The Telegraph’s Saturday Property section does not appear in the research, presumably because it had not been launched when the survey was done. This is another difficulty with section readership research: many of them don’t stay the same from one month to the next. The Times, for example, has just launched its Times 3 section. How long will it be before it can assume its readers are able to give reliable information about which parts of the paper they read?

All of which brings me to developments at the Independent on Sunday (or “Sindy”). It once put all its cultural articles in its colour Review section (the equivalent of some other titles’ magazines). They were then transferred to a new Culture section, and now Janet Street-Porter has arrived to rethink the paper all over again.

Despite the chorus of disapproval at Street-Porter’s appointment, the choice of a celebrity to run a national newspaper may not be so daft.

The Sindy, with its circulation of just 242,000 in June, is in desperate straits, trailing in fourth place in its market – a long way behind The Sunday Times (1.34m), The Sunday Telegraph (822,00), and The Observer (399,000). Its readership is small, without the compensatory benefit of being perfectly formed. How on earth is it to attract new readers?

These days, producing a decent paper is simply not enough, as Roger Alton has discovered after a year trying to turn around The Observer. In an interview last week with the former Independent editor Ian Hargreaves, Alton spoke of the frustration of trying to boost circulation in the overcrowded, over-sectionalised Sunday broadsheet market. “The other evening I was having a drink with someone and I told him we’d gone up by 37. ‘That’s fantastic, Roger,’ he said. ‘37,000, brilliant.’ ‘No, not 37,000,’ I told him. ‘Exactly 37,'” he said.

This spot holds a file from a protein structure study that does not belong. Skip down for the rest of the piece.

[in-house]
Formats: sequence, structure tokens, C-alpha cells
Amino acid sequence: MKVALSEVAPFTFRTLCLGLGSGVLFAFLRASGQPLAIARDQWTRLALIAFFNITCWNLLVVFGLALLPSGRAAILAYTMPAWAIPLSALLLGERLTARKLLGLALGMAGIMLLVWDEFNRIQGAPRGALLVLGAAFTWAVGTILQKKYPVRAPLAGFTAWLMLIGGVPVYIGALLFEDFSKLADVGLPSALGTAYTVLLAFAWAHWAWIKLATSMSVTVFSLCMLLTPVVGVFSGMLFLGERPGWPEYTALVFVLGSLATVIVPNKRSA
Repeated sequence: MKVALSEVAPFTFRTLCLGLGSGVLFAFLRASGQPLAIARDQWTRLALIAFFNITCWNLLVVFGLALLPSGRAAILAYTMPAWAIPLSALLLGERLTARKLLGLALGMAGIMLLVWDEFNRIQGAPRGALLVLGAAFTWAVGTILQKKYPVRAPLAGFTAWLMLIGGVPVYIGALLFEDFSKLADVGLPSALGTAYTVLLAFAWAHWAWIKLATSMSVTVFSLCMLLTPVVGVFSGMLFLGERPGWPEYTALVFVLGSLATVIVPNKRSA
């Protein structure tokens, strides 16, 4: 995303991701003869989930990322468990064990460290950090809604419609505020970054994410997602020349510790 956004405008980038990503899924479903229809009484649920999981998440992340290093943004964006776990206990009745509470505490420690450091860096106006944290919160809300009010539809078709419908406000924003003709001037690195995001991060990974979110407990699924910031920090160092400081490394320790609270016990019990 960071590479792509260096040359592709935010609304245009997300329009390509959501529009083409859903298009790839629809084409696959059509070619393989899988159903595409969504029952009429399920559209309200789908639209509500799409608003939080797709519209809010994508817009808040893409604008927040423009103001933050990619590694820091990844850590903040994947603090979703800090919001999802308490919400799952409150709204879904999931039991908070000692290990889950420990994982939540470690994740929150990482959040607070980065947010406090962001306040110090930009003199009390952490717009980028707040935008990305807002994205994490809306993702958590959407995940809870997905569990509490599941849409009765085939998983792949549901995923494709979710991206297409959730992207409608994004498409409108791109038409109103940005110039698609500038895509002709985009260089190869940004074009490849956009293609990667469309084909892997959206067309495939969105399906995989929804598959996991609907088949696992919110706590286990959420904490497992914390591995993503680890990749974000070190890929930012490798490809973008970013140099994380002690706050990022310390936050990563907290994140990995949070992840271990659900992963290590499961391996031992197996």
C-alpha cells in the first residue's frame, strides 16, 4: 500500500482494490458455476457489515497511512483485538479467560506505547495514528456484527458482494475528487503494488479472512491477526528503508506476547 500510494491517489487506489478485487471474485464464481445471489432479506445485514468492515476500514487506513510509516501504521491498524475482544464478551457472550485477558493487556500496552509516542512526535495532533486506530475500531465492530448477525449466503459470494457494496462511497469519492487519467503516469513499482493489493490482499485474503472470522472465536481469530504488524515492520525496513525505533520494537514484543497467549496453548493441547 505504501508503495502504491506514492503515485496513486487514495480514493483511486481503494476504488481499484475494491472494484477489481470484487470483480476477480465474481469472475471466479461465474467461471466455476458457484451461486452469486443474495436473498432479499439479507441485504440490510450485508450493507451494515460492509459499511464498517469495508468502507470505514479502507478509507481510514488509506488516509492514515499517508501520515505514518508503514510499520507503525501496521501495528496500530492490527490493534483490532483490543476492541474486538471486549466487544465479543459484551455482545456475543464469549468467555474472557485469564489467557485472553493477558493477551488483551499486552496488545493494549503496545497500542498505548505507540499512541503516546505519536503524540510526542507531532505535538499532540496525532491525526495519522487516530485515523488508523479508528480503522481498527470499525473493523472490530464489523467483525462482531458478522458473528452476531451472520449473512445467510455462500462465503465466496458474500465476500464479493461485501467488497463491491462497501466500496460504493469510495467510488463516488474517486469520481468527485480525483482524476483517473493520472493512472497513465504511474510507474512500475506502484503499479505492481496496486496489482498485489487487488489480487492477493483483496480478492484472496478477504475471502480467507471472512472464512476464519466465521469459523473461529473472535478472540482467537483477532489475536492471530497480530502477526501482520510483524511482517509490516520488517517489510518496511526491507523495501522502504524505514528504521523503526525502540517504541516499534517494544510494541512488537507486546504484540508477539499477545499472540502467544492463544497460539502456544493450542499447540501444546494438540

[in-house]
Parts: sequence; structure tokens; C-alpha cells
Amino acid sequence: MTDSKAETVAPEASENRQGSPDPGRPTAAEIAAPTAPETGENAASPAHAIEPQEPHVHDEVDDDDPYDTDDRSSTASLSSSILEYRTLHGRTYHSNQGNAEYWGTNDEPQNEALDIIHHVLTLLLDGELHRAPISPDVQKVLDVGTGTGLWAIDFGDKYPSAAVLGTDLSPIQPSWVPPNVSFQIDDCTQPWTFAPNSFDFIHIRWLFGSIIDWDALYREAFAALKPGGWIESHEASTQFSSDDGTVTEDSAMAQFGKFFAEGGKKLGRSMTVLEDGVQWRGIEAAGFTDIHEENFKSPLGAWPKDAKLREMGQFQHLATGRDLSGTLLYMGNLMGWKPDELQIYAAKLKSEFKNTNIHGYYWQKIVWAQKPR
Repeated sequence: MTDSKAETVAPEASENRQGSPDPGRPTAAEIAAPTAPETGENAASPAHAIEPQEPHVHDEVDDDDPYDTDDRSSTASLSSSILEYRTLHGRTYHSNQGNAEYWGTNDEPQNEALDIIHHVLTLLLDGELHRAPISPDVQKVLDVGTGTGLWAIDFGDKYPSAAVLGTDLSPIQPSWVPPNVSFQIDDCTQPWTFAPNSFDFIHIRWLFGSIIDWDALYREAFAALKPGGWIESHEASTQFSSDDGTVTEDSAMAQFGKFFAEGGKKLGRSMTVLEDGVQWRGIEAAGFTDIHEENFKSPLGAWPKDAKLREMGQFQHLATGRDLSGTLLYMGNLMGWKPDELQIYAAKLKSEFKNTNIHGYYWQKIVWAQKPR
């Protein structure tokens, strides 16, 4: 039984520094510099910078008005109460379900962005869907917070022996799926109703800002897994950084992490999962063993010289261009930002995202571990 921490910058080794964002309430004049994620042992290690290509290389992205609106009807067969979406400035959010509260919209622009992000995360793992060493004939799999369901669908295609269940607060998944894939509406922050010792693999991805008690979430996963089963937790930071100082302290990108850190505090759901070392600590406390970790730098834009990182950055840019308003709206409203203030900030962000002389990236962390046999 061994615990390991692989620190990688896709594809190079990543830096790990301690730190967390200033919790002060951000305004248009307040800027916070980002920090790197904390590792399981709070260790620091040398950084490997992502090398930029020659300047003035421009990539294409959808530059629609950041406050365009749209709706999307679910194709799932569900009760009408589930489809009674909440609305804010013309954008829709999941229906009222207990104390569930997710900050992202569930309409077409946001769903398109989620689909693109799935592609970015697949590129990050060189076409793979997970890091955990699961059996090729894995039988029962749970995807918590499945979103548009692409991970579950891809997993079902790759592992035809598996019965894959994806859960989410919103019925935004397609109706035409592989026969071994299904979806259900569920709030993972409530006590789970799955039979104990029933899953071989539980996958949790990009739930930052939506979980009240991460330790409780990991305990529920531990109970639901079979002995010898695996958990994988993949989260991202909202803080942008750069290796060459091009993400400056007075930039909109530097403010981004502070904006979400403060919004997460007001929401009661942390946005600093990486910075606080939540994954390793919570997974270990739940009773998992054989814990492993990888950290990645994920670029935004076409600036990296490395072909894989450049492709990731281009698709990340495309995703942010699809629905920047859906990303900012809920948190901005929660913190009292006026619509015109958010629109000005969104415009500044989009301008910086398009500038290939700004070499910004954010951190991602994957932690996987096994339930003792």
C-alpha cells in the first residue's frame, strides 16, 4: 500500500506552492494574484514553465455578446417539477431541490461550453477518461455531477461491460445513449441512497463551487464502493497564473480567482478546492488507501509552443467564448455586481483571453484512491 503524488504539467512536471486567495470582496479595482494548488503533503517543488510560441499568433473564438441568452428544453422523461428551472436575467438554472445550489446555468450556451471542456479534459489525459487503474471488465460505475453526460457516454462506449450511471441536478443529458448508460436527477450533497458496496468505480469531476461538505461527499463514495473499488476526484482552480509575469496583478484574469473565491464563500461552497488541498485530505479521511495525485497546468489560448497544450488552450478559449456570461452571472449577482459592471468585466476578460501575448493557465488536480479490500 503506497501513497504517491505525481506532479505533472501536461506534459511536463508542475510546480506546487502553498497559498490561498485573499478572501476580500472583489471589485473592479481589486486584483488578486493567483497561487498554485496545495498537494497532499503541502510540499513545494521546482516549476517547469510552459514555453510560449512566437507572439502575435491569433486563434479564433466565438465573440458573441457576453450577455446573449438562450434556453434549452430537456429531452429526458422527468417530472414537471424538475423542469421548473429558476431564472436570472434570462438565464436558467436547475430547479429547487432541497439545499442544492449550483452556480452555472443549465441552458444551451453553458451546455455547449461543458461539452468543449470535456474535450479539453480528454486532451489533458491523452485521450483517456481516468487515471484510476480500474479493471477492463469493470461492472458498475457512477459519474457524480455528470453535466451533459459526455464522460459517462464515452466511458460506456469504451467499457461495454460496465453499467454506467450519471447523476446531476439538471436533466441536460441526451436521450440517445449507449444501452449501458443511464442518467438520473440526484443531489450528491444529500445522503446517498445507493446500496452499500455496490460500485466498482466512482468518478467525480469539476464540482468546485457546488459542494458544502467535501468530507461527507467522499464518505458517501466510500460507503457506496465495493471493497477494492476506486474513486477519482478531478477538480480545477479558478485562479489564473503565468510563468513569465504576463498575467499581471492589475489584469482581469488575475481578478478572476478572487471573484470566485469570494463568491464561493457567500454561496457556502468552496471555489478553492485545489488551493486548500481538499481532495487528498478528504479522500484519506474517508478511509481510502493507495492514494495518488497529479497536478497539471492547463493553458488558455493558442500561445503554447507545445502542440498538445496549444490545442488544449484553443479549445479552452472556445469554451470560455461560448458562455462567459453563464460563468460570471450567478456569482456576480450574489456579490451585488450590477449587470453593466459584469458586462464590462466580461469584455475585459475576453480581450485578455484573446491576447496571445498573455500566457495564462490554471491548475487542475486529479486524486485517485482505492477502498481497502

Street-Porter has got to put on a good deal more than 37,000 if she’s going to get within spitting distance of The Observer, which for all Alton’s frustration is 150,000 copies ahead.

Given that this is unlikely in the short term, she must increase the Sindy’s “share of voice” by getting the paper talked about. It can then start to attract more than its fair share of advertising.

In this media-saturated age, “stand-out” is all-important, as

DJ Chris Evans has demonstrated. He has never reached a mass audience on TV or radio (except on the Radio 1 breakfast show); yet tabloids and broadsheets regard him as a big star because of his youth following. Advertisers queue up to get into his programmes on Channel 4 and Virgin.

Street-Porter has a similar ability to grab headlines. It’s a high-risk strategy but the Sindy has few options.

Torin Douglas is media correspondent for BBC News

see {storyLink (“MW199907290065″,”Telegraph survey will guide section planning”)} From Marketing Week 29th July 1999